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I'm sure you've worked in environments where the implementation
was "dictated" by what appeared to be arbitrary constraints:
will use this language, these tools, this process, etc.  IME,
programmers *chaffe* at such constraints.  Almost as if they were
personal affronts ("*I* know the best way to tackle the problem
that *I* have been assigned!").  Imagine how content they'd be
knowing they were being told to eat at the "kiddie table".

I designed a little serial protocol that lets me daisy-chain
messages through simple "motes".  The protocol had to be simple
and low overhead as the motes are intended to be *really*
crippled devices -- at best, coded in C (on a multitasking
*executive*, not even a full-fledged OS) and, more likely,
in ASM.

When I went to code the "host" side of the protocol, my first
approach was to use Limbo -- this should make it more maintainable
by those who follow (goal is to reduce the requirements imposed
on future developers as much as possible).

But, I was almost literally grinding my teeth as I was forced to
build message packets in "byte arrays" with constant juggling
of array indices, etc.  (no support for pointers).  I eventually
"rationalized" that this could be viewed as a "core service"
(communications) and, thus, suitable for coding along the same
lines as the other services:  in C!  :>

An hour later, the code is working and (to me) infinitely more
intuitive than a bunch of "array slices" and "casts".

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Of course!  My approach is to exploit laziness and greed.  Leave
bits of code that are RIPE for using as the basis for new services
("templates", of sorts).  And, let the developer feel he can do
whatever he wants -- if he's willing to bear the eventual cost
for those design decisions (which might include users opting not
to deploy his enhancements!)

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But, you can use the same lazy/greedy motivators there, as well.
E.g., my gesture recognizer builds the documentation for the
gesture from the mathematical model of the gesture.  This
relieves the developer from that task, ensures the documentation
is ALWAYS in sync with the implementation *and* makes it trivial
to add new gestures by lowering the effort required.

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That works for vanilla implementations.  It leads to all designs
looking like all others ("Lets use a PC for this!").  This is
fine *if* that's consistent with your product/project goals.
But, if not, you're SoL.

Or, faced with a tool porting/development task that exceeds the
complexity of your initial problem.

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But C is lousy for its use of graphemes/glyphs.  You'd think
K&R were paraplegics given how stingy they are with keystrokes!

Or, supremely lazy!  (or, worse, think *us* that lazy!)

[I guess it coul dbe worse; they could have forced all
identifiers to be single character!]

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The same is largely true of Ada.  But, with Ada, you end up knowing
an encyclopaedic language that, in most cases, is overkill and affords
little for nominal projects.

An advantage of ASM was that there were *relatively* few operators
and addressing modes, etc.  Even complex instructions could be reliably
(*and* mechanically) "decoded".  You didn't find yourself wondering
if something was a constant pointer to variable data, or a variable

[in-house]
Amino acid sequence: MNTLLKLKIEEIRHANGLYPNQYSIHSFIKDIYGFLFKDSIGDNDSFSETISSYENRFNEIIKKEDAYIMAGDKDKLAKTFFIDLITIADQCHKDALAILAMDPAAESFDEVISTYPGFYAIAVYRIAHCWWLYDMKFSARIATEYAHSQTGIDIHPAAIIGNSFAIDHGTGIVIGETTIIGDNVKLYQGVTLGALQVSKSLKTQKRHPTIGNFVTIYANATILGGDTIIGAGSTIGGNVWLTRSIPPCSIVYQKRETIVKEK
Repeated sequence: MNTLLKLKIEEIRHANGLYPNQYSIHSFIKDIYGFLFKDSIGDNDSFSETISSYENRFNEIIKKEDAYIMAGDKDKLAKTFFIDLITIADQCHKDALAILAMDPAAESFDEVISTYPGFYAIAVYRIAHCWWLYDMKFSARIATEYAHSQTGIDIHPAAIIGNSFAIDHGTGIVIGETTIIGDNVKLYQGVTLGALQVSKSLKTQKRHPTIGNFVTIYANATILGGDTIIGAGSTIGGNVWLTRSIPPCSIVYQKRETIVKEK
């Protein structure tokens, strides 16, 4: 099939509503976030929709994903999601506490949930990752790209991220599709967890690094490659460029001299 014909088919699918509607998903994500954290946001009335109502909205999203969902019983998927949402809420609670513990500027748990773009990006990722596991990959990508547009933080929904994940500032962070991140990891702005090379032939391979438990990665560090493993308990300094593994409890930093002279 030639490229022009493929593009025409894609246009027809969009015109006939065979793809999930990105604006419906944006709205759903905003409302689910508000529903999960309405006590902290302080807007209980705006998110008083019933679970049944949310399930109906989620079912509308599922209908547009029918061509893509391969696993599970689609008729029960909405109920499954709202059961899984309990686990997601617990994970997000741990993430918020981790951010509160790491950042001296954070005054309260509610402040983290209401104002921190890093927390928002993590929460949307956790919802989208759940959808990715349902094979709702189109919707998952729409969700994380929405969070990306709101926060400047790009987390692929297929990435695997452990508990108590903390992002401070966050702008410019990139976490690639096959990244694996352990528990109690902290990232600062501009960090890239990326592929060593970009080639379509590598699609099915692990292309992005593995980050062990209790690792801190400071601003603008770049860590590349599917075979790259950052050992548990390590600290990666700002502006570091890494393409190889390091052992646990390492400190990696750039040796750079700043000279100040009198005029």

pointer to constant data, or a constant pointer to constant data, or...

And, ASM syntax tended to be more "fixed form".  There wasn't as much
poetic license to how you expressed particular constructs.

E.g., I instinctively write "&array[0]" instead of "array" (depending on
the use).

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Doesn't have to run *on* a tiny machine.  It just had to generate code
that could run on a tiny machine!

E.g., we used an 11 to write our i4004 code; the idea of even something
as crude as an assembler running *ON* an i4004 was laughable!

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It wasn't uncommon for early *assemblers* to require multiple passes.

I built some small CP/M based development systems for an employer
many years ago.  To save a few bucks, he opted to deploy most of them
(mine being the exception!   :> ) with a single 1.4M floppy.  The
folks using them were ecstatic as they were so much faster than the
ZDS boxes we'd used up to then (hard sectored floppies, etc.).

But, had the boss *watched* folks using them and counted the amount
of time LOST swapping floppies (esp when you wanted to make a backup
of a floppy!), he'd have realized how foolhardy his "disk economy"
had been!

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Whitesmith's and Manx?

JRT Pascal ($19.95!) ran on small CP/M boxes.  IIRC, there was an M2 that
also ran, there.  And, MS had a BASIC compiler.

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But you didn't have to rely on having a home system to write code.
Just like most folks don't *rely* on having home internet to access
the web, email, etc.

If you're still in school, there's little to prevent you from using
their tools for a "personal project".  Ditto if employed.  The only
caveat being "not on company time".

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Look at them, individually.  And, at the types of products that
were being developed in that time frame.

You could code most algorithms *in* BASIC.  But, if forced into a
single-threaded environment, most REAL projects would fall apart
(cuz the processor would be too slow to get around to polling
everything AND doing meaningful work).  I wrote a little BASIC
compiler that targeted the 647180 (one of the earliest SoC's).